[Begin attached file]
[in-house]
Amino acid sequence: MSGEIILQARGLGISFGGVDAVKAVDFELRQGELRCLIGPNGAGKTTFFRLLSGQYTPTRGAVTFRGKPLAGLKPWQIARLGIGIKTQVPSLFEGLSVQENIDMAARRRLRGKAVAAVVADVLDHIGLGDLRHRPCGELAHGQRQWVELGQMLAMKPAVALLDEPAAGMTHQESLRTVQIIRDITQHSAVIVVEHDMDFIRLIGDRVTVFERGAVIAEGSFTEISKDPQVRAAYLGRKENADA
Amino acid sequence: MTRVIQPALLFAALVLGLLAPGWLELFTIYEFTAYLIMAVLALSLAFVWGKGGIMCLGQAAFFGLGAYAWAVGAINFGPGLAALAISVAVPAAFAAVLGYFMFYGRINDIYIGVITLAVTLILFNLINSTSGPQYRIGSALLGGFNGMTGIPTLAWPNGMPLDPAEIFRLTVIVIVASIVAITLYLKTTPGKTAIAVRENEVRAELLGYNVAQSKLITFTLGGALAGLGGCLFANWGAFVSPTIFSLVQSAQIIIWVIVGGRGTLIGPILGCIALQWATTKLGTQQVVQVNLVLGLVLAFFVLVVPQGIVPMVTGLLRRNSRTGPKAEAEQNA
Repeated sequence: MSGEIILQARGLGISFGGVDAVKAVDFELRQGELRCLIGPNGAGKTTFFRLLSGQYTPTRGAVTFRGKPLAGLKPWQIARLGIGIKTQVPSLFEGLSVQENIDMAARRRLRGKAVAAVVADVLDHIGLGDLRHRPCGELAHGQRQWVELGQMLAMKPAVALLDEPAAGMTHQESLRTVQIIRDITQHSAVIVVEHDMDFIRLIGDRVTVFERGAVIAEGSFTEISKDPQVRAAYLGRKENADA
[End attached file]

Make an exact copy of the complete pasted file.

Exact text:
[in-house]
Amino acid sequence: MSGEIILQARGLGISFGGVDAVKAVDFELRQGELRCLIGPNGAGKTTFFRLLSGQYTPTRGAVTFRGKPLAGLKPWQIARLGIGIKTQVPSLFEGLSVQENIDMAARRRLRGKAVAAVVADVLDHIGLGDLRHRPCGELAHGQRQWVELGQMLAMKPAVALLDEPAAGMTHQESLRTVQIIRDITQHSAVIVVEHDMDFIRLIGDRVTVFERGAVIAEGSFTEISKDPQVRAAYLGRKENADA
Amino acid sequence: MTRVIQPALLFAALVLGLLAPGWLELFTIYEFTAYLIMAVLALSLAFVWGKGGIMCLGQAAFFGLGAYAWAVGAINFGPGLAALAISVAVPAAFAAVLGYFMFYGRINDIYIGVITLAVTLILFNLINSTSGPQYRIGSALLGGFNGMTGIPTLAWPNGMPLDPAEIFRLTVIVIVASIVAITLYLKTTPGKTAIAVRENEVRAELLGYNVAQSKLITFTLGGALAGLGGCLFANWGAFVSPTIFSLVQSAQIIIWVIVGGRGTLIGPILGCIALQWATTKLGTQQVVQVNLVLGLVLAFFVLVVPQGIVPMVTGLLRRNSRTGPKAEAEQNA
Repeated sequence: MSGEIILQARGLGISFGGVDAVKAVDFELRQGELRCLIGPNGAGKTTFFRLLSGQYTPTRGAVTFRGKPLAGLKPWQIARLGIGIKTQVPSLFEGLSVQENIDMAARRRLRGKAVAAVVADVLDHIGLGDLRHRPCGELAHGQRQWVELGQMLAMKPAVALLDEPAAGMTHQESLRTVQIIRDITQHSAVIVVEHDMDFIRLIGDRVTVFERGAVIAEGSFTEISKDPQVRAAYLGRKENADA